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Stream Crossings

Well-designed bridges are the preferred option for permanent stream crossings and usually have the least impact on channel activities and fish passage.

Any bridge crossing design needs to consider:

  • Ability to pass peak flows
  • Ability of structure and road fill to accommodate flooding/backwater impacts
  • Accommodate provisions for fish/aquatic organism passage as required by permitting agencies
  • Weight allowance: will you get “unplanned” users of the bridge such as fire trucks, concrete trucks, septic tank pump trucks, etc?
  • Consult guidelines for design of abutments, footings, scour depth, etc.

When utilizing a culvert to pass flows beneath a crossing, consider the following:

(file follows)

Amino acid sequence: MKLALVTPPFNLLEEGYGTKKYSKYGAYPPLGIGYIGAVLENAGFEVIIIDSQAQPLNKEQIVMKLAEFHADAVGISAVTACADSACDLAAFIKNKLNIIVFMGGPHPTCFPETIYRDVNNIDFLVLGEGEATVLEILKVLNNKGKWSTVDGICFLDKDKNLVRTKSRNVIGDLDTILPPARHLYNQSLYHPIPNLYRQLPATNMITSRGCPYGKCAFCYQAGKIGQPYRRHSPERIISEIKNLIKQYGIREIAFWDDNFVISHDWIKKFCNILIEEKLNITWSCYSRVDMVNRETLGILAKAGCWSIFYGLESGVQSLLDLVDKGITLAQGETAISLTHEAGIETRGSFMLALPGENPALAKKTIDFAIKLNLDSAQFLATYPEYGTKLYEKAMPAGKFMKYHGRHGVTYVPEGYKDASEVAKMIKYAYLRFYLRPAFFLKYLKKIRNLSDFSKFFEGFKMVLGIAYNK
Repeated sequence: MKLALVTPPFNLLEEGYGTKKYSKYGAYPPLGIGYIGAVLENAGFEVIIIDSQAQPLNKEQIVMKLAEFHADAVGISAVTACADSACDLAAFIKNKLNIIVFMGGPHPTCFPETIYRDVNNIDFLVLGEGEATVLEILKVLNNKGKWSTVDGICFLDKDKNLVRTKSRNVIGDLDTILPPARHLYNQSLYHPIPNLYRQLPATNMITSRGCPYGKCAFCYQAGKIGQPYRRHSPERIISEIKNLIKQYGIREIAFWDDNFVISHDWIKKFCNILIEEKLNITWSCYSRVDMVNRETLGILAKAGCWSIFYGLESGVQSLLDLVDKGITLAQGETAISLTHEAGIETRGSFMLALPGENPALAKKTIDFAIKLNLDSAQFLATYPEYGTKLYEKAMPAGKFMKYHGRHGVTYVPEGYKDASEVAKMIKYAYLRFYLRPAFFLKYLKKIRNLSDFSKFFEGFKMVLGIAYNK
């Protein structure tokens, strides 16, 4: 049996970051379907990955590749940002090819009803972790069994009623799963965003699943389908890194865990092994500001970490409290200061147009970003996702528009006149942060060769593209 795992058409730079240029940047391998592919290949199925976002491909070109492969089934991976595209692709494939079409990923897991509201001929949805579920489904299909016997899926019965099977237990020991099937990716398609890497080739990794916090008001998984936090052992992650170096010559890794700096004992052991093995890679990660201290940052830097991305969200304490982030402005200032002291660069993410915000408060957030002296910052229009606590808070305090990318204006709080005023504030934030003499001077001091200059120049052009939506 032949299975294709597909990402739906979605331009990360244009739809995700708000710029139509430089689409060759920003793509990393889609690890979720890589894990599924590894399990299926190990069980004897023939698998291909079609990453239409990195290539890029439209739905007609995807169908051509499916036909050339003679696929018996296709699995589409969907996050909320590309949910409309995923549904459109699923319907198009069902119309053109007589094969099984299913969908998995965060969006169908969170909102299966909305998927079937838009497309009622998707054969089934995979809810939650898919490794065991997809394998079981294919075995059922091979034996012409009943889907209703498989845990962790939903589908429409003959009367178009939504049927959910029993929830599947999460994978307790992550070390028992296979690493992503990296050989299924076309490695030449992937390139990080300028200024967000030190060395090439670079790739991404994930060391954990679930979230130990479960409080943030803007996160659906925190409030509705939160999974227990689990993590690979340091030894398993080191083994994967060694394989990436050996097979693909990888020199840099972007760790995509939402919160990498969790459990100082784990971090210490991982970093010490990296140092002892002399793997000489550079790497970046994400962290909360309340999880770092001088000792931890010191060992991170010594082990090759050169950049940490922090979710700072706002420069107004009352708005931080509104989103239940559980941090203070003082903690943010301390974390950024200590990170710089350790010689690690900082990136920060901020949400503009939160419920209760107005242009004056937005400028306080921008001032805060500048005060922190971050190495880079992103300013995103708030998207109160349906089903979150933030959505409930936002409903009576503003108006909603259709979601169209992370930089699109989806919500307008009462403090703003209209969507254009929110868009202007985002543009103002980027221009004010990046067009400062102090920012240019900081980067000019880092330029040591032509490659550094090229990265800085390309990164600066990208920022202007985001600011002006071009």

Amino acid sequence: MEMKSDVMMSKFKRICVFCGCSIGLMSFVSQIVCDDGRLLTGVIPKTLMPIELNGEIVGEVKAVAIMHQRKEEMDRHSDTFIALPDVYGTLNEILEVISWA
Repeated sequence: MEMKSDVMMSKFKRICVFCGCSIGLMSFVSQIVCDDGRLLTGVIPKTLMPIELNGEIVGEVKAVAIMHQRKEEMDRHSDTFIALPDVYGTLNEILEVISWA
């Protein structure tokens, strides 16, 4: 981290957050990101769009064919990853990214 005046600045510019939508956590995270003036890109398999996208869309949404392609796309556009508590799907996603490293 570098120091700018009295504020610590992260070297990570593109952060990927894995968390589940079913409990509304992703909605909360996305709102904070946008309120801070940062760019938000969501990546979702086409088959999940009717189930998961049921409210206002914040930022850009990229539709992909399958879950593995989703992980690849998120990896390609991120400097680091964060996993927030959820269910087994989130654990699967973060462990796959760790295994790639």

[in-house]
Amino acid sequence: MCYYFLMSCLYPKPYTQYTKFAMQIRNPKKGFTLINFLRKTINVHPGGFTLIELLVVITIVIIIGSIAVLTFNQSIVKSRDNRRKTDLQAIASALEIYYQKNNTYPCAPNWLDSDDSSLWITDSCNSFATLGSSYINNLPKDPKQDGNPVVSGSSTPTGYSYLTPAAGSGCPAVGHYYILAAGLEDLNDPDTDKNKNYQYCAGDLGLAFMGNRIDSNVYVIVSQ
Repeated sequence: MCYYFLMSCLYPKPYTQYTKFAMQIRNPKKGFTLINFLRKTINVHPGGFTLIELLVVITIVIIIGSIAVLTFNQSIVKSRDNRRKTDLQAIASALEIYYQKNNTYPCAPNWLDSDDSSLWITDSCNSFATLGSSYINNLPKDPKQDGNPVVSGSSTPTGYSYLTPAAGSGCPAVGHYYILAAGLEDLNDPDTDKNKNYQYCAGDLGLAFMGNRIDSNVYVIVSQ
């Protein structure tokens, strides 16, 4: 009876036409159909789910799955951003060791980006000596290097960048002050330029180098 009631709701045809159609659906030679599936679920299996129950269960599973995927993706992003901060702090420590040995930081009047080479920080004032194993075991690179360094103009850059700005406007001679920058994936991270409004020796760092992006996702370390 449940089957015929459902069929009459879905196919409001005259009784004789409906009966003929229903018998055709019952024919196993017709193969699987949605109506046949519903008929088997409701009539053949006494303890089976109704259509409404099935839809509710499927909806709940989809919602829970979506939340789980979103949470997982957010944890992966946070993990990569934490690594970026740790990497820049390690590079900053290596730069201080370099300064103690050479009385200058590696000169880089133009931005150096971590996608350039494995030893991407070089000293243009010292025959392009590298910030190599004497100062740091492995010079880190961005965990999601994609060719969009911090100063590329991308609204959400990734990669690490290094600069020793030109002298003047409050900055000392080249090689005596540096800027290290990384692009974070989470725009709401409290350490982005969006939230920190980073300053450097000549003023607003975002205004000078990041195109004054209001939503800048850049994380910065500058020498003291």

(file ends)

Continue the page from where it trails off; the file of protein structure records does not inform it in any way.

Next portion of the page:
• Proper siting of culvert crossings in a stable, relatively straight reach is critical.
  • Culverts must adequately pass peak flows, debris, ice and allow for fish passage.
  • Culvert crossings should be avoided in aggrading streams, or on latterly unstable stream locations. – cleaned out
  • Fish passage considerations may require oversized pipes, baffled culverts, open-bottom arches, or bridges.
  • Corrosive soil or water conditions may damage metal pipe.
  • Multiple side-by-side culverts should be discouraged because they catch debris and have greater tendency to wash out.
Culverts need maintenance so they don’t get clogged

Fords are crossing where vehicles simply drive through the channel at low water. These are best located in shallow channels with gravelly bottoms and infrequent traffic. Even small Montana streams will likely become uncrossable during the spring/early-summer snowmelt.

Property Improvements
1. Property Improvements
2. Boat Ramps and Docks
3. Landscaping and Vegetation Management
4. Stream Crossings
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